SANDPOINT — Candidates seeking election to Bonner County’s board of commissioners are flatly opposed the prospect of a silicon smelter being developed in Newport.
Incumbent Republican District 3 Commissioner Dan McDonald, meanwhile, is reserving judgment until the Washington Department of Ecology’s environmental review is complete.
“Then we will take a stand,” said McDonald, who added that the Bonner County Prosecutor’s Office advised commissioners against taking a position until the regulatory process plays out.
McDonald’s challenger in the District 3 race, Sandpoint Democrat Steve Lockwood, is opposed to the smelter and argued during Tuesday’s Sandpoint Reader/KRFY forum that commissioners should be on point in the battle over the proposal.
“I have grave concerns about the smelter,” said Lockwood and took issue with recorded comments by McDonald that residents can sell their property if they are opposed to PacWest’s proposal.
Steve Bradshaw, the GOP nominee for the District 1 seat on the board, also opposed the smelter.
“The pollution is going to be horrendous,” said Bradshaw, who’s being challenged by Democrat Steve Johnson in the Nov. 6 general election.
Johnson said the smelter is a clear and present danger to the paradise of North Idaho, which attracts retirees, those with medical conditions and young families looking for a healthy place to raise children. Johnson recalled looking out over the Silver Valley and seeing the devastation a smelter operation there caused.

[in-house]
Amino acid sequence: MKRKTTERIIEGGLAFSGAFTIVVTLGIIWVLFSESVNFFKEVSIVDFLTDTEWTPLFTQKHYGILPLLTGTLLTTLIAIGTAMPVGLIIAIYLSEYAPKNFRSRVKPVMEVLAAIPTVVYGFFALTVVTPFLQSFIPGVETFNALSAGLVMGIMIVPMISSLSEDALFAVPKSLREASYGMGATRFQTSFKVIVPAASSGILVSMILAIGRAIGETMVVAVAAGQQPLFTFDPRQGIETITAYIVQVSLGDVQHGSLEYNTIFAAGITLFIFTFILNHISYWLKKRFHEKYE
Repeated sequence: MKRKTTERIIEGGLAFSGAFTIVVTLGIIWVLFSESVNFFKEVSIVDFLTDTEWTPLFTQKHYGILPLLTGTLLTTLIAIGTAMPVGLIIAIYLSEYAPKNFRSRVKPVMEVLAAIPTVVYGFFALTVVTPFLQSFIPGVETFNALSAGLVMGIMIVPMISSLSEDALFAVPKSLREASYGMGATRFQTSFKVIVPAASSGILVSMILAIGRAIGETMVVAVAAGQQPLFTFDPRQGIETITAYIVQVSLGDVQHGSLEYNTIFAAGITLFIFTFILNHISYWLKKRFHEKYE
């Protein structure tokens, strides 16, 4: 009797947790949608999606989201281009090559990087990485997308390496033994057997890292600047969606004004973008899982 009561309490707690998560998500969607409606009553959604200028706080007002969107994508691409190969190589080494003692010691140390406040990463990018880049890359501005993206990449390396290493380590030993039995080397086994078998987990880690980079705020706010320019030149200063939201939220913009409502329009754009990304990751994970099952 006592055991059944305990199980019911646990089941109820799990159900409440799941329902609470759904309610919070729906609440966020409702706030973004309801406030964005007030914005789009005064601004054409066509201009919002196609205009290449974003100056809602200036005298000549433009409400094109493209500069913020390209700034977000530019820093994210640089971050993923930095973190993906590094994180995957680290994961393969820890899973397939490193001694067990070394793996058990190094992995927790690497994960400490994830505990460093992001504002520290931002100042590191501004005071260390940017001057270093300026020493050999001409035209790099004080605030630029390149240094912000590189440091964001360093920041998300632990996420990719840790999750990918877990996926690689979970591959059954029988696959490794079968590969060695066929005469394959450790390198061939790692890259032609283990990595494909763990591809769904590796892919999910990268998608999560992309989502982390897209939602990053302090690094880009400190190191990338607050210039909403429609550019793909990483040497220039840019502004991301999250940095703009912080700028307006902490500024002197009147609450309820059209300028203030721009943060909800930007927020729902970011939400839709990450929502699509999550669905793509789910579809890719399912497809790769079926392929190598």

“It was just devastating. I couldn’t believe it was North Idaho,” said Johnson.
Bradshaw, a local pastor, said he was not a politician, but was someone who was held to a higher moral authority. Johnson, meanwhile, argued that county commission positions should be decided in nonpartisan elections, such as how judges are elected to the bench.
Candidates also sounded off on the state of land use regulation in Bonner County.
Bradshaw claimed he was misquoted in the press when he said he would do away with planning and zoning if it were up to him. He then reiterated that he would “disassemble” those regulations if he could.
Johnson contended that land use regulations are a bulwark that protects landowners’ property rights.
Lockwood holds a similar view. He opposed cutting the Panhandle Health District out of the loop on building location permit reviews.
“It has resulted in some problems. We shouldn’t have that. It hurts our groundwater. It hurts our aquifer,” said Lockwood.
McDonald defended the de-tangling of red tape which has reduced fees, bureaucracy and headaches for landowners trying to develop their property.
“A permit does not guarantee compliance,” McDonald added.
McDonald was asked about a bootleg event business in the Lower Pack River Valley that is operating without permits, much to the chagrin of neighboring landowners who say their rural neighborhood’s ambiance is being destroyed by traffic and noise.
McDonald said the county shut the business down temporarily, but added that he supports the business because it helps people dealing with addiction.
“It’s all about dealing with addiction,” said McDonald.
Nevertheless, Lockwood pointed out that permits are still required and need issuance before a business can commence operation.
Keith Kinnaird can be reached by email at firstname.lastname@example.org and follow him on Twitter @KeithDailyBee.